Every marketer knows how important it is to track and measure marketing campaigns. Being able to evaluate your content marketing activity, from campaign creation until ROI, is critical to iterating its success. But in today’s competitive industry it’s not enough just to measure click-throughs or conversions, today’s marketer has to be smart and creative in order to stay ahead of the curve.
If you want to extract the most out of content marketing you need to stop crunching the standard metrics such as CTRs and conversion and look to more unique metrics that can provide you with a more detailed picture of the customer journey.
Similar to PPC or social marketing, there are generic metrics, aka vanity metrics, and then there are custom metrics which will often provide much more value. While the best metrics for your business will depend on the industry and KPIs, in this post, I’m going to reveal 3 important metrics that performance content marketing can use to optimize their marketing campaigns:
CVPI (ConVersion Per Impression)
This metric shows the ratio between impressions and conversions.
Every time your ad is displayed, you have a chance of getting a conversion. Sure, your readers first have to click the ad, but measuring from the impression shows you the total conversions possible according to your reach on the network. It also eliminates from the equation the price you are paying for that click (CPC Bid) which can fluctuate as you play with your bids to increase/decrease your traffic.
Calculation – Conversions / Impressions X 100
Great to use when you want to know which ads lead to the most possible conversions. It takes into account your Click-through Rate (CTR) and your Conversion Rate (CV). Furthermore, as the CTR metric is classed as a major influencer in Outbrain’s RPM calculation, the CVPI metric will help to show you which ad is providing the most conversions (which you as an advertiser would want) while maintaining a competitive CTR (which is best on Outbrain). By using the CVPI you can quickly scale up on the Ad by adjusting your daily budget and also determine the good Ads from the Bad – allowing you to create variations around them.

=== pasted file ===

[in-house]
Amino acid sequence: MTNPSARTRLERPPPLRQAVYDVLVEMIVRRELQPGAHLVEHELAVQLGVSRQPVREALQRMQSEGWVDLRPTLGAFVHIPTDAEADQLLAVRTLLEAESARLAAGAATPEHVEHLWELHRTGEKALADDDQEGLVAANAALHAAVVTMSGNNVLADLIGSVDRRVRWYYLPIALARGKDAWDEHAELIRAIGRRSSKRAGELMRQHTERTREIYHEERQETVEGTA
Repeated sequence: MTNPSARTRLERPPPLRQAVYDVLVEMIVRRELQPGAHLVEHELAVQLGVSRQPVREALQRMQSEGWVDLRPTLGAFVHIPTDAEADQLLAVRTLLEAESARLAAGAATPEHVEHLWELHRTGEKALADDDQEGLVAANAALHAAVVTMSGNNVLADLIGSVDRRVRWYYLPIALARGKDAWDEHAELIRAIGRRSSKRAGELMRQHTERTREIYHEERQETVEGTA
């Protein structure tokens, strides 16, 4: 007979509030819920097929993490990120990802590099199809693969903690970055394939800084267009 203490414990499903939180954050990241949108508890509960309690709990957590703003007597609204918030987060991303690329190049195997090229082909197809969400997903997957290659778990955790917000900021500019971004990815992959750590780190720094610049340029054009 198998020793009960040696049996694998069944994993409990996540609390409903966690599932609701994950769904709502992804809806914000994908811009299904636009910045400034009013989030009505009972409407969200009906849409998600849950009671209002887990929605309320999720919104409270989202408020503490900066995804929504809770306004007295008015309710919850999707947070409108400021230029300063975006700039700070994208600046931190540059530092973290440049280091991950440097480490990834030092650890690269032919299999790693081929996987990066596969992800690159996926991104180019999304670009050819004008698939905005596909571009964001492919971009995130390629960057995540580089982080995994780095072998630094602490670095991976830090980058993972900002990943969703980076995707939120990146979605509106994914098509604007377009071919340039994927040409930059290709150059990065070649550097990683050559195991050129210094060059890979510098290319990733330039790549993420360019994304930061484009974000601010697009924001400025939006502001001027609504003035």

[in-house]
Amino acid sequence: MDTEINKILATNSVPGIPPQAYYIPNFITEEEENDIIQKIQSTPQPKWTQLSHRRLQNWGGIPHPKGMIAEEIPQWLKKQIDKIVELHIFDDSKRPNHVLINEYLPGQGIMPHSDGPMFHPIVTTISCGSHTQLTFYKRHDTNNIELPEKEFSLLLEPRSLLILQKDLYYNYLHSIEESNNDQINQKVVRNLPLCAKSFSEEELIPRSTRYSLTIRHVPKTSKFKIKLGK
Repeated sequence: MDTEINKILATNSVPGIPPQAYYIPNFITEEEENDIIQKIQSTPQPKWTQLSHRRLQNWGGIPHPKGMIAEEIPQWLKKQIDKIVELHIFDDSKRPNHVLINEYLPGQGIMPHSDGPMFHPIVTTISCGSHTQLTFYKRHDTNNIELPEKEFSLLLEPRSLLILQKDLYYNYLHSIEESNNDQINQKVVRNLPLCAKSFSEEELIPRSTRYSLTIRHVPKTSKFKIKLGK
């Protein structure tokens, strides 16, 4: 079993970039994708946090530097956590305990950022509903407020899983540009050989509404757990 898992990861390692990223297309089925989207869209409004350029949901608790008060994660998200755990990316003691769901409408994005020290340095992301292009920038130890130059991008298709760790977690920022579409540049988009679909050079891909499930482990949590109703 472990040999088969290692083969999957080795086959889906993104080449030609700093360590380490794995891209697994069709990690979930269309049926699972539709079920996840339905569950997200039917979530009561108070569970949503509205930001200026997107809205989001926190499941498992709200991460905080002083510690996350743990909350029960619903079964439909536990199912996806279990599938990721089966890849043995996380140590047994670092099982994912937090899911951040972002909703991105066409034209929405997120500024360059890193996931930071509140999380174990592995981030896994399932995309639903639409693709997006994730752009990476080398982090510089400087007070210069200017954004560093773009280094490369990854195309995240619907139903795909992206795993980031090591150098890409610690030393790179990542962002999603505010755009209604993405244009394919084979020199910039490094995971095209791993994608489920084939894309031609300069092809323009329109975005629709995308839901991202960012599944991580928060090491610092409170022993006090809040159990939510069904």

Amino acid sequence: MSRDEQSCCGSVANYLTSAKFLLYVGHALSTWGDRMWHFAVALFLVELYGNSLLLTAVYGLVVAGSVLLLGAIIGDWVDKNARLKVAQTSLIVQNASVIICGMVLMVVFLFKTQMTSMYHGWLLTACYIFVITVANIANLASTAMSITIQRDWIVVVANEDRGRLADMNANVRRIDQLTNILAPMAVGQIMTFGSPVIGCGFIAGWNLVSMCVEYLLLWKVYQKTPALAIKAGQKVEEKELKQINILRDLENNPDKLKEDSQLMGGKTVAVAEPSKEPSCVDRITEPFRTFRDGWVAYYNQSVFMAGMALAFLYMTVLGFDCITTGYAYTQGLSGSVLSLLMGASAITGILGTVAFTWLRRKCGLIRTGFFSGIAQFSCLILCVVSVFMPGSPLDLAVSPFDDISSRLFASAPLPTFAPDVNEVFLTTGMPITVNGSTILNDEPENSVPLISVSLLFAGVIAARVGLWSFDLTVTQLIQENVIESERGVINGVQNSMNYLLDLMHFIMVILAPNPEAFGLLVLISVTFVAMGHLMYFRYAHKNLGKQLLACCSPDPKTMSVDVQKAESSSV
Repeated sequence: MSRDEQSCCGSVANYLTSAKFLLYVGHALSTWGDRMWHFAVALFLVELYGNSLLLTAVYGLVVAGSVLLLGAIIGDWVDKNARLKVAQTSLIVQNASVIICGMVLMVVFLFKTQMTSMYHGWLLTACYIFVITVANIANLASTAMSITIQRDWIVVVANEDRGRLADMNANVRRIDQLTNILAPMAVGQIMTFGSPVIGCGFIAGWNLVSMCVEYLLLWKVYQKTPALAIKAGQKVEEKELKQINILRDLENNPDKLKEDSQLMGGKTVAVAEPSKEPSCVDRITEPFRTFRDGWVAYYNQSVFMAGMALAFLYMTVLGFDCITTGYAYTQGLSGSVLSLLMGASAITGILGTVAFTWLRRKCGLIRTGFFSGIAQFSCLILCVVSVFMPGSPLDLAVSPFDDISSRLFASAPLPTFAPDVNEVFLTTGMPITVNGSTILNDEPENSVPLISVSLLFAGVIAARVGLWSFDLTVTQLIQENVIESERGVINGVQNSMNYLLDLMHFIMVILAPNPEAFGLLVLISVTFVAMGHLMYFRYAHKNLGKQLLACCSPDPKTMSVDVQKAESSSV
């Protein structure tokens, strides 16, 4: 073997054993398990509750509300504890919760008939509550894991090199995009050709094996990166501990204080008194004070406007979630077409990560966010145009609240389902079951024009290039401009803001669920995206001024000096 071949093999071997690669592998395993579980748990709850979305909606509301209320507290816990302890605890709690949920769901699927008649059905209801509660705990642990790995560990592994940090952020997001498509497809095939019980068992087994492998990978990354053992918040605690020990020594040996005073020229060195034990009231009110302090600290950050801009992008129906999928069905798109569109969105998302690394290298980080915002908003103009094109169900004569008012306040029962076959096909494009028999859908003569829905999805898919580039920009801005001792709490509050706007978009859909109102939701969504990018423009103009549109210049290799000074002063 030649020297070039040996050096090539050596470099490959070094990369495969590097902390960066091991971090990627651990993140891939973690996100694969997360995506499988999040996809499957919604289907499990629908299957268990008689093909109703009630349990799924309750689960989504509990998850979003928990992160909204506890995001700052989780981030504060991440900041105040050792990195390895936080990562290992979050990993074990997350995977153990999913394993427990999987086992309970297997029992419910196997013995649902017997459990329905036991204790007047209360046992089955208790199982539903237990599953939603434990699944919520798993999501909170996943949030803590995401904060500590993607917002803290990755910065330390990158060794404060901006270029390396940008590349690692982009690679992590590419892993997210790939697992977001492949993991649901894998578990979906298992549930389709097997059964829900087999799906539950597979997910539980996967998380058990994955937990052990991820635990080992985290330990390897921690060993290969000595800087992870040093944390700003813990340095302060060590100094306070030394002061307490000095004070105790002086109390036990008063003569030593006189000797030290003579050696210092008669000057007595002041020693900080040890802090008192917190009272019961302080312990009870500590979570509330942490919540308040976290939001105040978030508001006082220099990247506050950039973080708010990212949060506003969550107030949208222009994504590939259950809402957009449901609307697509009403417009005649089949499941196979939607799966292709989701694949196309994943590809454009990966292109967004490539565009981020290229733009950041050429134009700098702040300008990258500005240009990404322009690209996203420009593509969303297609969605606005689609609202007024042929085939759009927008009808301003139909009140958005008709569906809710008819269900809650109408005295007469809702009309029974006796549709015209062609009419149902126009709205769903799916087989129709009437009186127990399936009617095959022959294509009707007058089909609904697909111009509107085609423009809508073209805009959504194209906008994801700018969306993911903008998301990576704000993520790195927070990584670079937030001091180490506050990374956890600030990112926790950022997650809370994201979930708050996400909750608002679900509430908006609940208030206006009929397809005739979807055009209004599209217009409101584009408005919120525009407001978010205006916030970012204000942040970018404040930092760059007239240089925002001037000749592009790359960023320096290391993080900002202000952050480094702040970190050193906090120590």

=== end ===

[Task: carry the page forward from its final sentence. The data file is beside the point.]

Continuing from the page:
The one downfall of CVPI is that it doesn’t care about revenue or if you need conversions to be below a specific cap. For example, you might have a specific lead quota or price level (CPA) that you cannot exceed. In those type of scenarios, it is best to use combinations for example CPA goals with CVPI to optimize your campaigns.
RPC (Revenue Per Click)
Unlike the CPC metric which basically shows you how much money you are spending per click, the RPC metric shows you how much money you are actually making. The RPC easily allows you to discover which campaigns, ads, and sources are generating profits and which need to be optimized.
Calculation – Revenue x (Click / Conversions x100)
For example, you might see a CPC of $0.33 with a click-through rate (CTR) of 0.27%, but when looking at your RPC, you might see that it’s $0.31, which means you are barely covering your marketing costs. In this case, you will probably have to alter your Ads, block sources, optimize your pages, or even test new landing pages or forms.
On the flip side, if your RPC is $2.30, this means you are way in the green! In this case, you’d probably want to duplicate the good ad and whole conversion funnel or try to create similar concepts around that profitable one.
LCV – (Late ConVersions)
The most common practice with content distribution platforms such as Outbrain is to initiate a campaign and then rapidly block non-effective sources as quickly as possible. Think about it, you are running across thousands of publisher sites. The only mistake that a marketer can make with this method is blocking sources based on spend, and then forgetting to check whether or not they were cost effective (ROI).
In my previous article, I mentioned that conversions do not always appear immediately. Depending on the vertical, I have witnessed conversions that arrive even 2 weeks after the user clicked on the ad. Marketers tend to stop a source due to it spending costs with no conversions, only for the conversions to appear at a later stage in the campaign.
It’s important to note that sources which are initially negative can often flip to positive.
The idea behind the late conversion metric is to measure conversions from the time you stop a source, allowing that source to prove itself and evolve.
Each of the metrics above provide excellent guidance, but they should be used alongside standard metrics and used in accordance with your business logics as well as your specific KPIs. The goal is to make use of the insights extracted from the data these metrics provide, allowing an opportunity to create longer lasting, more cost-efficient, and successful campaigns.